UN Sustainable Development Goals Addressed

  • Goal 13: Climate Action

2020 Youth Design Challenge - First Place, High School

This design concept was developed by participants in the Institute’s Youth Design Challenge. The descriptions below are from the team’s competition entry materials.

School: Orange Cube Art
Location: Montrose, CA
Coach: Jai Won Lee, Haeun Kim
Team members: Na Yeon Kim, Ryan Joongi Cho, Asen Ou Kim, Yeunseo Seo, Min Sung Park

Video Pitch

video thumbnail

Innovation Details

To solve for extreme changes in weather and provide a solution for natural cooling, Moist Brick was created as a concept for a building material that would condense water from nighttime air and collect it on the surface as an evaporative cooling system for buildings. The team was inspired by the hydrophilic hairs on the surface of some plants and the Texas Horned Lizard, which uses to move water from anywhere on its skin to its mouth. The brick’s curvilinear form not only mimics the ‘horns’ of the lizard, but also to allow each brick to partially shade itself and its neighbors when they are stacked and assembled as a wall.

 

What is the problem addressed for this Challenge and how is it related to climate change?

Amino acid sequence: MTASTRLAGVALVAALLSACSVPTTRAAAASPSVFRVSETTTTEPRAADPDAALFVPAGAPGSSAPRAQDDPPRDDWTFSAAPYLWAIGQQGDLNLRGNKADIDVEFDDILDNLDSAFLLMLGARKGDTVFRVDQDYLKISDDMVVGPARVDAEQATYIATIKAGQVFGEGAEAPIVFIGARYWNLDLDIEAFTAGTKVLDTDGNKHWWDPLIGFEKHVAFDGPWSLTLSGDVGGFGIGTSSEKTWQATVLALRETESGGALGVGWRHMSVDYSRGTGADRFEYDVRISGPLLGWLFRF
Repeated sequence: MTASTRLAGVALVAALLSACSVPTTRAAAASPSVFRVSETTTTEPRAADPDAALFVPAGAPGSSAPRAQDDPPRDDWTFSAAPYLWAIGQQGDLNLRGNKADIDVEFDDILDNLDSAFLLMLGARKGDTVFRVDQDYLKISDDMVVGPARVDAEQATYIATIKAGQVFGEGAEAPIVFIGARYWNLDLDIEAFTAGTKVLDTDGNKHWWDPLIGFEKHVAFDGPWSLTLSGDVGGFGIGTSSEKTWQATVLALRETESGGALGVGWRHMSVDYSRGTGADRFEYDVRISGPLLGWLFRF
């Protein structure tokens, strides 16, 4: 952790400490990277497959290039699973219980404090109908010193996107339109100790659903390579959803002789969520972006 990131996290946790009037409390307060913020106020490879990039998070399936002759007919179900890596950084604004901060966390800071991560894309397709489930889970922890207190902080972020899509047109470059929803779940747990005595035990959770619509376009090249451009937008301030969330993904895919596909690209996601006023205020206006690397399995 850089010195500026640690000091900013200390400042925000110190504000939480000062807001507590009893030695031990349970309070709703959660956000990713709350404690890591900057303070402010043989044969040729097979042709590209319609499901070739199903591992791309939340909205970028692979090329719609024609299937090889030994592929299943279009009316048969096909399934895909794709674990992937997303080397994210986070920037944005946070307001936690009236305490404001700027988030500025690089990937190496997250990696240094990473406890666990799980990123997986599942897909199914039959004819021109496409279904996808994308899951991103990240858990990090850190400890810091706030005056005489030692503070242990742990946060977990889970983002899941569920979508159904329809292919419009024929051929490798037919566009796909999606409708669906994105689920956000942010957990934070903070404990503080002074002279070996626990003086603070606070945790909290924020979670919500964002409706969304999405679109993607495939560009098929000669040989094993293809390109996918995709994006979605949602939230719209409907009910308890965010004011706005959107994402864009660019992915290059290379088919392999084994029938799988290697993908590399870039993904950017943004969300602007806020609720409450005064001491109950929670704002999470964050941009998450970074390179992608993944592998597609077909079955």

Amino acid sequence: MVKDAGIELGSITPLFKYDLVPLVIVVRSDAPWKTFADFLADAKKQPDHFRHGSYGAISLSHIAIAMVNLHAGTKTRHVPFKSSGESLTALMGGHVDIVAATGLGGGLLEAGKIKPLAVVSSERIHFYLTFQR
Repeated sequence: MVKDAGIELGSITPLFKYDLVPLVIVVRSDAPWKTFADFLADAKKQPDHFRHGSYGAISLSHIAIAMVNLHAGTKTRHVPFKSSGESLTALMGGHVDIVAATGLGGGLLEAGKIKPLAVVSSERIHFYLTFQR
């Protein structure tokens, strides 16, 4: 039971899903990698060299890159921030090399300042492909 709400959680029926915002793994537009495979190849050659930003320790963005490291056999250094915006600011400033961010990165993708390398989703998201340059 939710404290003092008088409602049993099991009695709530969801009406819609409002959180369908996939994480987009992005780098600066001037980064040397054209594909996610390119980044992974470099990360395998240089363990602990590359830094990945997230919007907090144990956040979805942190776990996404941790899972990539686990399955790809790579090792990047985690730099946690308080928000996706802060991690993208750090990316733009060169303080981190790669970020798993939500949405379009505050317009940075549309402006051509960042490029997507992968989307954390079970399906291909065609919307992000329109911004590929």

One of the direct problems that humankind will face due to climate change is extreme changes of weather. The temperature keeps rising, and so do the number of air conditioning systems. It is not too hard to expect the tragic cycle of more hot weather brings even more demand for air conditioning and thus, even more need for power. The world has new solutions for cooling in buildings due to rising temperatures, but most of the applications are often impossible to approach without a specialist.

 

What does this design solution do? How does it solve and improve a problem?

The idea is to make the green building more widely used in the general public. Noticing that those eco-buildings are perceived as a special building to the general public or that it would be impossible to apply to other buildings, the team designed a building block system that allows for people to easily introduce natural cooling to their ‘usual architecture’. Each block, which can be used just like other constructional blocks, collects water during the night and utilizes them for evaporation cooling during the hot day.

 

How was this solution inspired by nature? What organisms inspired it?

The team wanted to find the most effective way to collect water and looked to the Texas horned lizard’s skin pattern. That led to making a building block that uses capillary action for evaporation cooling. Also, the team learned that some plants use hair-like surfaces to collect water. The bricks were designed to have a similar hairy surface to maximize the water collection.